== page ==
"We've been needing some inspiration and we have found the place to get it. It's a great opportunity for us to have a bit of fun."

"We've already helped pave the way for a lot of bands to do this," says Mick.

"It may seem really egotistical, but we have done more for Warchild in four days with a handicam than Warchild have done with a massive budget, and a team of staff in two or three years. They've even said so. We're just doing our bit to help both sides get together," says Mark.

The plan at present for the Mary Janes is to play a massive gig in a new music centre in Mostar. They're hoping to get a band from both sides of the city to play with them - the only thing the two sides are presently united in, is their mutual hatred of each other.

The project is funded by luminaries like Pavarotti, and Brian Eno, with whom the Mary Janes share a common belief in the power of music to unite.

"The function of the project is music therapy for children that have been through the war. Warchild does classes with the children to teach them a million different things. Our free open air concert will just be part of the effort," says Mick.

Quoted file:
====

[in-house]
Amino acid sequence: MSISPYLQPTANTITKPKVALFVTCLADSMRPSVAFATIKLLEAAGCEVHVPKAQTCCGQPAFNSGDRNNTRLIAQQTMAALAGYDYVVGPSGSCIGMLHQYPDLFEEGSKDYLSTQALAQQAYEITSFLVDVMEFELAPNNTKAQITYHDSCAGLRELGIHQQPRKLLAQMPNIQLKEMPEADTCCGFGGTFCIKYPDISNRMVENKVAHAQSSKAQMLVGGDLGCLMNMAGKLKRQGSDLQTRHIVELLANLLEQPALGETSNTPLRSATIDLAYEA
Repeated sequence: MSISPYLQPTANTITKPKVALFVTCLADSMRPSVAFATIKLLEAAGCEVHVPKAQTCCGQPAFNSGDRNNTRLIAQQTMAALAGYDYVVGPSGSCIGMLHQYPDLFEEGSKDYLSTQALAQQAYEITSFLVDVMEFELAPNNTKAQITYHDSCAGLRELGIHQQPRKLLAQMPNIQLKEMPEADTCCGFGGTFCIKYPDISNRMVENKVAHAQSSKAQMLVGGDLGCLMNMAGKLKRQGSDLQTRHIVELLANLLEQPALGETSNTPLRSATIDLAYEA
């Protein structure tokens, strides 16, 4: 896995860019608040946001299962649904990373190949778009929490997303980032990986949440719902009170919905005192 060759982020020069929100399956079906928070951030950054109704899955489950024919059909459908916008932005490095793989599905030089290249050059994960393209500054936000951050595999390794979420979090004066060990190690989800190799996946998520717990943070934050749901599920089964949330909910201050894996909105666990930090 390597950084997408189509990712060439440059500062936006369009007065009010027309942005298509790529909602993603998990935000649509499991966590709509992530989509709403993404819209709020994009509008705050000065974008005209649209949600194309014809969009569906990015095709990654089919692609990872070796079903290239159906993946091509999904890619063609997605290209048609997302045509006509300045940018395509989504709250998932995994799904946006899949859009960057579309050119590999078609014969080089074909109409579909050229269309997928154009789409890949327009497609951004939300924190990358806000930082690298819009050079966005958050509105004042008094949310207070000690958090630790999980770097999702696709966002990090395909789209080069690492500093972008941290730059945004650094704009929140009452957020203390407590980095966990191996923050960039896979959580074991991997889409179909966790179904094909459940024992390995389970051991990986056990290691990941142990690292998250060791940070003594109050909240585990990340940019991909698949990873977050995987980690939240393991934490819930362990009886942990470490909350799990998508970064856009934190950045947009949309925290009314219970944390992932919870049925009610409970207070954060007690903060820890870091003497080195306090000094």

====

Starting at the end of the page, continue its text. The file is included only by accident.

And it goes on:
"Nobody's interested in Bosnia, not even the U.N. forces that are there. In ten years you couldn't count the number of bullet-holes in the city, buildings don't have windows let alone rooves, but Mostar is still a beautiful city, it's got a great spirit," says Mark.

The two are also hoping to put together some kind of documentary for Irish television on their experiences over there. No Disco have already said they're interested, as well as another Irish programme, the name of which escapes them.

Summing up, singer Mick Christopher puts it: "The whole thing out there changes your whole focus, it's great for us because we're getting away from being just another band. You realise that there's more than just playing music."

Ken Foxe Interview

Today Dublin, tomorrow Bosnia. Cat Hughes finds out what The Mary Janes were doing out there.

They sure don't seem like peacekeeping types to me. The Mary Janes' Mic (vocals/guitar) and Mark (drums) are nursing sore heads and in desperate need of sleep following their late-night video shoot. Still, they manage to fit more words into a minute than anyone I've ever met.

It's hard to believe that these are the boys who've been slated by some of the press for taking themselves too seriously simply because they went to Bosnia. As Mark explains, "A lot of people really like to think that we felt we could change the situation, have them all live in harmony again. But we went there 'cos we're a pack of mad bastards who like to have fun, and that's exactly what we did when we got there." "We got them all drunk," adds Mic, with a chuckle. "That's about as heavy as it gets".

The band were working with Brian Eno's War Child charity, helping to build a new recording studio and doing what The Mary Janes do best, entertaining the people. Mark puts it simply, "People donated their hands for labour, their brains for ideas, their spirits for support - we went out there and donated fun for fun!"